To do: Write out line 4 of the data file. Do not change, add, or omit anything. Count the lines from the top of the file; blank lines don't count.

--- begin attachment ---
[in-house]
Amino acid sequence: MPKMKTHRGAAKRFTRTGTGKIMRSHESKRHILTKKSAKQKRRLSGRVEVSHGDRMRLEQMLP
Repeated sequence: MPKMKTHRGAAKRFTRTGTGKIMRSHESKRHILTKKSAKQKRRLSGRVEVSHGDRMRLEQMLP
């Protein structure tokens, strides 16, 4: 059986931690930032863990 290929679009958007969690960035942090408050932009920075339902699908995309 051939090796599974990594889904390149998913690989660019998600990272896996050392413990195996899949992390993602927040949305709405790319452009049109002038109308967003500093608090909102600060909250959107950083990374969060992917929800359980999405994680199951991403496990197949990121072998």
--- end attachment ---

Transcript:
């Protein structure tokens, strides 16, 4: 059986931690930032863990 290929679009958007969690960035942090408050932009920075339902699908995309 051939090796599974990594889904390149998913690989660019998600990272896996050392413990195996899949992390993602927040949305709405790319452009049109002038109308967003500093608090909102600060909250959107950083990374969060992917929800359980999405994680199951991403496990197949990121072998």